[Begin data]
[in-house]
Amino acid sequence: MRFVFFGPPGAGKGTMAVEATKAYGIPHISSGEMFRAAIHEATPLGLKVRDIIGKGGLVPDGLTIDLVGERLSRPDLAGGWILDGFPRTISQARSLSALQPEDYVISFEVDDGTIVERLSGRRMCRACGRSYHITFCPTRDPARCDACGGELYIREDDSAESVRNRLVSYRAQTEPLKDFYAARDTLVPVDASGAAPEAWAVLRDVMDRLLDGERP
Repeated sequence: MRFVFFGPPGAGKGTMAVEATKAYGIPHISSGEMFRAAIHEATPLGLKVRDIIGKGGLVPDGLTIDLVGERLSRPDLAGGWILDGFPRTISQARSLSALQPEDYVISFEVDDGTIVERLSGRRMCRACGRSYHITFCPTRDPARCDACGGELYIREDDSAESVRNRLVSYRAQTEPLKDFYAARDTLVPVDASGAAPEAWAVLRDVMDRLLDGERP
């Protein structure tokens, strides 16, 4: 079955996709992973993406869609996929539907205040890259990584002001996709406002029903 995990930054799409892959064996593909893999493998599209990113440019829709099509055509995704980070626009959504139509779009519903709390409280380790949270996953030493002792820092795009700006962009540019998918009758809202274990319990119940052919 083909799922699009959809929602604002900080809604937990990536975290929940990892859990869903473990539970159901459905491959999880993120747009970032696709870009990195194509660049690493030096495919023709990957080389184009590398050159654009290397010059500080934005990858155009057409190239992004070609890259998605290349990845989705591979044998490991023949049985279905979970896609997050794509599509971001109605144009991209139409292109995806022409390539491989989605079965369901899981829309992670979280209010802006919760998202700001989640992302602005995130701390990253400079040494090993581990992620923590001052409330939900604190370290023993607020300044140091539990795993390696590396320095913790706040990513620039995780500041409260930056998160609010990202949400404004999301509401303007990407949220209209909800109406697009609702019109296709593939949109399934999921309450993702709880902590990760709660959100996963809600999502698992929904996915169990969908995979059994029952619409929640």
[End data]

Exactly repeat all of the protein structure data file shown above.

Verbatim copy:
[in-house]
Amino acid sequence: MRFVFFGPPGAGKGTMAVEATKAYGIPHISSGEMFRAAIHEATPLGLKVRDIIGKGGLVPDGLTIDLVGERLSRPDLAGGWILDGFPRTISQARSLSALQPEDYVISFEVDDGTIVERLSGRRMCRACGRSYHITFCPTRDPARCDACGGELYIREDDSAESVRNRLVSYRAQTEPLKDFYAARDTLVPVDASGAAPEAWAVLRDVMDRLLDGERP
Repeated sequence: MRFVFFGPPGAGKGTMAVEATKAYGIPHISSGEMFRAAIHEATPLGLKVRDIIGKGGLVPDGLTIDLVGERLSRPDLAGGWILDGFPRTISQARSLSALQPEDYVISFEVDDGTIVERLSGRRMCRACGRSYHITFCPTRDPARCDACGGELYIREDDSAESVRNRLVSYRAQTEPLKDFYAARDTLVPVDASGAAPEAWAVLRDVMDRLLDGERP
């Protein structure tokens, strides 16, 4: 079955996709992973993406869609996929539907205040890259990584002001996709406002029903 995990930054799409892959064996593909893999493998599209990113440019829709099509055509995704980070626009959504139509779009519903709390409280380790949270996953030493002792820092795009700006962009540019998918009758809202274990319990119940052919 083909799922699009959809929602604002900080809604937990990536975290929940990892859990869903473990539970159901459905491959999880993120747009970032696709870009990195194509660049690493030096495919023709990957080389184009590398050159654009290397010059500080934005990858155009057409190239992004070609890259998605290349990845989705591979044998490991023949049985279905979970896609997050794509599509971001109605144009991209139409292109995806022409390539491989989605079965369901899981829309992670979280209010802006919760998202700001989640992302602005995130701390990253400079040494090993581990992620923590001052409330939900604190370290023993607020300044140091539990795993390696590396320095913790706040990513620039995780500041409260930056998160609010990202949400404004999301509401303007990407949220209209909800109406697009609702019109296709593939949109399934999921309450993702709880902590990760709660959100996963809600999502698992929904996915169990969908995979059994029952619409929640």